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Djoum
Djoum
Login to view georeferenced community data Ground and sketch mapping Using GPS units Gathering Fishing Dam fishing Baka house building Afromosia tree Logging in Djoum Alop Minko'omesseng, Akonetse Adjap Ando'o Nkolenyeng (Oding), Okpweng Bidoumba, Mebane Mfem Nezam Mveng, Miatta, Djouzé, Ekom Nyabibété

Situated in the south of Cameroon, the sub prefecture of Djoum is in the Dja and Lobo sub-division of the South Province. It is the location of a number of logging concessions that surround the Dja Biosphere Reserve, which is designated as a World Heritage site. The Fang ethnic Bantu farming people live along the roadsides in this area, in addition to the indigenous Baka. The Baka in this area are partially sedentary, but still largely dependent on the forest for hunting and gathering of forest products including honey, wild fruit and yams, caterpillars and snails. Changes in this way of life over recent decades have included the gradual introduction of subsistence agriculture.

The limits of the ‘permanent forest domain' (which is composed of protected areas, forest reserves and logging concessions, and Council Forest) as defined in the Cameroonian Forest Code (Law no. 94/01, 20th January 1994) were not the subject of adequate discussions with the populations concerned, and they have consequently not been involved in the management of those forests (which have suffered a major decline in quality, including of biodiversity levels, over very large areas).  There is a sawmill located about 6km from the centre of Djoum.

The Dja Faunal and Hunting reserve was created on 26th June 1950 by Order No. 319 of the French High Commissioner in Cameroon and forms part of the transfrontier conservation area along with Minkébé in Gabon and Odzala in the Republic of Congo Congo. In 1981 this became a UNESCO biosphere reserve and since 1987, the Dja Reserve has had World Heritage Site status. It is thought to contain some of the highest levels of biodiversity anywhere in Africa, but has also been the source of long-running and occasionally bitter conflict with local communities. All of the reserve is subject to customary rights, but human activity within the reserve is almost completely prohibited. Even if traditional and subsistence hunting have been forcefully suppressed, the Reserve is still the target for high level organised commercial poaching to satisfy bushmeat markets in Cameroon's major towns and cities.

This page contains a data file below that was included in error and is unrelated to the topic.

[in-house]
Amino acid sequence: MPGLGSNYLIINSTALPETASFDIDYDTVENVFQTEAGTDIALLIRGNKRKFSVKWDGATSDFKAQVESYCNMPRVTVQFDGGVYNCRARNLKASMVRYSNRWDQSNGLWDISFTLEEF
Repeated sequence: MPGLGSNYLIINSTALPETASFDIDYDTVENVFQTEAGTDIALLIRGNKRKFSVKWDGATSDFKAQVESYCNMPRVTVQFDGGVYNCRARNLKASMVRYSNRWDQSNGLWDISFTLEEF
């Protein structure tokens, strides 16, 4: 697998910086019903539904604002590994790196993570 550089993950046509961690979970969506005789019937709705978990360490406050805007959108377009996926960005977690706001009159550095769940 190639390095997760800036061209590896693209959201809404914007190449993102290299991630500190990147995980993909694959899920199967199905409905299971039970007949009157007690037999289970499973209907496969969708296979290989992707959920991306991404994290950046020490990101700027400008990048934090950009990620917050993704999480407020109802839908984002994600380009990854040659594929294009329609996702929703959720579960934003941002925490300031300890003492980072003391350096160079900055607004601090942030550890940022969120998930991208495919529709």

With support from the Centre for Environment and Development (CED) and Rainforest Foundation UK, participatory mapping has been carried out with Baka communities in Nezam, Ando'o and Adjap, starting in 2001. The objective of this exercise was to support these communities to produce a map of their lands and to compare this to the provisional zoning plan for forest regions. This was the first time that this approach, involving concerned indigenous communities throughout the process, had been undertaken anywhere in the Congo Basin. This pilot phase allowed us to support the map production of about 13 more villages including Djouzé, Mebane, Bidoumba, Nyabibété, Mfem, Miatta, Alop, Minko'omesseng, Mveng, Nkolenyeng, Okweng, Djouzé and Akonetse.

This work was undertaken with the National Institute of Cartography (NIC), which provided technical support in the form of training in the use of GPS, data collection and the finalisation of maps. 

 

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